I smelled her flesh, waiting for me just beneath her scales. My fingers flexed. My tongue licked my fangs. Rage warmed me from the inside, hot and sharp and so very welcome. Andrea, the knight of the Order, would have to sleep through tonight. Tonight I was beastkin, the daughter of a hyena.
The dragon’s flesh beckoned, elastic and smooth, coiling before me, begging for a taste.
The world went red. I charged.
Blood. Rip, claw, rip, rip, more, dig, dig into flesh.
A huge, pulsating sac swelled before me. I sliced into it, laughed when blood drenched me, and kept ripping. All around me, wet, hot redness shuddered.
“Enough!” A force clamped me and tossed me aside. I flew through the air, landed on all fours, and charged my assailant. He tripped me and I fell. The air burst from my lungs in a rush. My head swam.
The reality came back with ponderous slowness. I lay on my back in the grass, my body slick with reptilian blood. Slowly the rage faded and I saw Raphael.
“Are you hurt?” I asked him.
The dragon’s corpse lay on its side, a dozen half-formed heads sprawling like the stalks of some disgusting flower. A big hole gaped in her gut. It looked like someone had tunneled through her. Teddy Jo stood bent over near her, breathing hard.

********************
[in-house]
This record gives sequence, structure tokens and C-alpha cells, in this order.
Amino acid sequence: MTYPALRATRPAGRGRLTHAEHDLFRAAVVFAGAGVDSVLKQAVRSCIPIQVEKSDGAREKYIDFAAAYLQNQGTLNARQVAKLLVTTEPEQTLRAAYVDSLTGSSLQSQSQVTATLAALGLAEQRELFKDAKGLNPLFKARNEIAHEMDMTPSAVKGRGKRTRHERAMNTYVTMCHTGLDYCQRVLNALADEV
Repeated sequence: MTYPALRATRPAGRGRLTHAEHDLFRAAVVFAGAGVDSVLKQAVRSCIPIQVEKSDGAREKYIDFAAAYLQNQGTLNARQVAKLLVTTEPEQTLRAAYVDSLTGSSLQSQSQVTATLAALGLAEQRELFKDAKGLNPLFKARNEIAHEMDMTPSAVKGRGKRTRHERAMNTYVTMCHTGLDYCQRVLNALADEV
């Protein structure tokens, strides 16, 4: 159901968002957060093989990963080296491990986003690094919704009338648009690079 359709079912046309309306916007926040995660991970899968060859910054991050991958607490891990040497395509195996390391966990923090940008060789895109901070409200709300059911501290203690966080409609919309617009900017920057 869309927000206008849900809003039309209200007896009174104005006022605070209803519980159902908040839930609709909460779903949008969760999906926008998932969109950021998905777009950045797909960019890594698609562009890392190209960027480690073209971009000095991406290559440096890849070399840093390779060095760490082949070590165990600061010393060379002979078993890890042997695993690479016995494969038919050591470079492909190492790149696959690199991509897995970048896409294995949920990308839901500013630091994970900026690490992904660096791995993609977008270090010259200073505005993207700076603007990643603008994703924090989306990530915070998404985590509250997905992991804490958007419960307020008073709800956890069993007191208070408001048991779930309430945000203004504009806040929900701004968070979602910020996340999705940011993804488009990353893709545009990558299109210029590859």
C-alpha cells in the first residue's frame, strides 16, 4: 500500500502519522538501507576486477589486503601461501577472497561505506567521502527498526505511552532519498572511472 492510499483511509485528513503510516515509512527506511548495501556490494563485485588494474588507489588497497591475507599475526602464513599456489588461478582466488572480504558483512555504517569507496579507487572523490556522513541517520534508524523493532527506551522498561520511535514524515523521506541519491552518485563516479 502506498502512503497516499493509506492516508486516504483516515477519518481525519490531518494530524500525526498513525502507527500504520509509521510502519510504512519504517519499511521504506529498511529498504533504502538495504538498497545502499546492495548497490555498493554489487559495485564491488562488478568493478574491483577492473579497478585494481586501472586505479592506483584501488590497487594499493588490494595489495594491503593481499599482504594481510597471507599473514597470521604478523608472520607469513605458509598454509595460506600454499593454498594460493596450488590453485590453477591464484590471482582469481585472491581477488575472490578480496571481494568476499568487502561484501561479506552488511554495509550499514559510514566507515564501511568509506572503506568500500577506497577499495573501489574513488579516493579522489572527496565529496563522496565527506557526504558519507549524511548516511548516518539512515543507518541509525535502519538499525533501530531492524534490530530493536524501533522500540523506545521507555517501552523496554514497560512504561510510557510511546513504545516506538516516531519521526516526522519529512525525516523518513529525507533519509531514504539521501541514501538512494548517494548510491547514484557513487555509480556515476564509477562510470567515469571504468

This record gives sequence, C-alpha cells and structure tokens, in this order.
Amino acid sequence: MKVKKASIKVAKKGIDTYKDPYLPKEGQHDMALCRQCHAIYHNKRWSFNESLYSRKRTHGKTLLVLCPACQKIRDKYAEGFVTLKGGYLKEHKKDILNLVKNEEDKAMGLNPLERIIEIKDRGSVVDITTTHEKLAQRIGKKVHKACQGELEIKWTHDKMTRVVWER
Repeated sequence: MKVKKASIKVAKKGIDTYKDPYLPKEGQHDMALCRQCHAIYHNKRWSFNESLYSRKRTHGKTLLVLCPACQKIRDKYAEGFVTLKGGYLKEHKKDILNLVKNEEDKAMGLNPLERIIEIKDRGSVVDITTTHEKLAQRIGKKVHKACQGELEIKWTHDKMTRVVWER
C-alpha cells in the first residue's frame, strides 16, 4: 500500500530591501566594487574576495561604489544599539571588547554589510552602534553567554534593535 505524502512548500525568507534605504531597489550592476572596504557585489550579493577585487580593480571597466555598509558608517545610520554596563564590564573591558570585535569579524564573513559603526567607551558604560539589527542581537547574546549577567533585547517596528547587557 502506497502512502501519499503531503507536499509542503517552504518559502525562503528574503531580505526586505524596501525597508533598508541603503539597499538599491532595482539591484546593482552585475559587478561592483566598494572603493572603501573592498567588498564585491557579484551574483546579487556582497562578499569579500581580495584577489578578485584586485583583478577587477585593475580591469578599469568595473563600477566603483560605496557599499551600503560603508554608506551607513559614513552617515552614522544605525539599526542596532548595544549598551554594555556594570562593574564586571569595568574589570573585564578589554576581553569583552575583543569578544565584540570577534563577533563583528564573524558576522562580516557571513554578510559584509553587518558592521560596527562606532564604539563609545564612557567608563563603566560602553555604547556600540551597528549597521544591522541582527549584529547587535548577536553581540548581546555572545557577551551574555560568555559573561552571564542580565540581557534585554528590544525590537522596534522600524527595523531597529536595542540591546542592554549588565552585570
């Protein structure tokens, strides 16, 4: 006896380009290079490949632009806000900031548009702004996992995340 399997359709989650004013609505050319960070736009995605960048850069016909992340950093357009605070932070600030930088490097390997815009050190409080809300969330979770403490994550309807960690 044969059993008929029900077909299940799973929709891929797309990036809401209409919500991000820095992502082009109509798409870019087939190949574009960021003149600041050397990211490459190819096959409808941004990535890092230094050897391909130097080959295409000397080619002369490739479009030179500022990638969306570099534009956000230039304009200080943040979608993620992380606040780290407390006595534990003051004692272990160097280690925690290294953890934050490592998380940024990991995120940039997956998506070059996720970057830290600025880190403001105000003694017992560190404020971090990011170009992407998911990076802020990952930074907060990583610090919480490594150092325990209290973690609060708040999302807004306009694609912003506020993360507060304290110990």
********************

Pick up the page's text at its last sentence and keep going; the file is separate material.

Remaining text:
“Did I do that?”
Raphael nodded. “You ripped apart her heart. That’s what finally killed her.”
“The apples.” I tried to get up, but my legs refused to obey.
Raphael scooped me up. “Are you okay?”
“Overdid it.” Drowsiness swept over me. My muscles turned to cotton. I stuck my ugly head against his neck. I felt dirty and awful. My stomach clenched.
If he hadn’t pulled me out, I would’ve cut and sliced until I passed out.
Slowly it sank in: we won.
“I’ll take care of the apples,” Teddy Jo said. “You take your lady home.”
Raphael looked at him. “Good fight,” he said.
“Yeah,” Teddy Jo answered. “We didn’t do too bad. I live down in the Warren. Look me up if you wanna have a beer some time.”
Raphael carried me off.
“Don’t forget the boy,” I whispered.
“I won’t. We’re going to get the boy and drop him off with my mother. Then I’ll take you to my house. I have a garden tub. We’ll get nice and clean and then crawl into our bed and sleep until noon. Would you like that?”
“Very much,” I said and licked his neck. “Raphael . . .”
“I killed them. The boudas who tortured me and my mother. I went back after Academy, and I challenged them and killed them all one by one.”
He licked my cheek. “Come home with me,” he said simply.
I held on to him and whispered, “You couldn’t keep me away.”
No matter what job a man has, he always ends up hating parts of it. Now, I loved my job, the sword, the wings, the chopping off the evildoers’ heads and all, but I bloody hated flying down to Savannah. Every time I swung this way, I hit wet wind off the ocean flying through Low Country. It ate its way through me all the way to the bone. Enough to give a man the liking for one of those dumb-looking paratrooper jump-suits.
It took me a bit of time to finally find the right house in the predawn light, a small place with white siding and green roof, nothing special except for the damn industrial-strength ward on it. I circled it once and felt the magic defenses go down: Kate had seen me. Nothing to do but land, which I did, right on the path before the porch.